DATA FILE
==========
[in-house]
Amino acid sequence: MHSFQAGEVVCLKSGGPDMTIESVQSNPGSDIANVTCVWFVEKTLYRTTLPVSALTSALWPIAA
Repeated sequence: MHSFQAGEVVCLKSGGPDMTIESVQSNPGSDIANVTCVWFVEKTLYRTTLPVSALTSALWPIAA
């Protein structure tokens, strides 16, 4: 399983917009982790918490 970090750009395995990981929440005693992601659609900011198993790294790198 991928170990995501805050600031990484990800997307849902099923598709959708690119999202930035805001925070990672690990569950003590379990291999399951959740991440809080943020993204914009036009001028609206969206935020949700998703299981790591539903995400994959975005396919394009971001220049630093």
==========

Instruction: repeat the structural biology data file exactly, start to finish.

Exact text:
[in-house]
Amino acid sequence: MHSFQAGEVVCLKSGGPDMTIESVQSNPGSDIANVTCVWFVEKTLYRTTLPVSALTSALWPIAA
Repeated sequence: MHSFQAGEVVCLKSGGPDMTIESVQSNPGSDIANVTCVWFVEKTLYRTTLPVSALTSALWPIAA
């Protein structure tokens, strides 16, 4: 399983917009982790918490 970090750009395995990981929440005693992601659609900011198993790294790198 991928170990995501805050600031990484990800997307849902099923598709959708690119999202930035805001925070990672690990569950003590379990291999399951959740991440809080943020993204914009036009001028609206969206935020949700998703299981790591539903995400994959975005396919394009971001220049630093």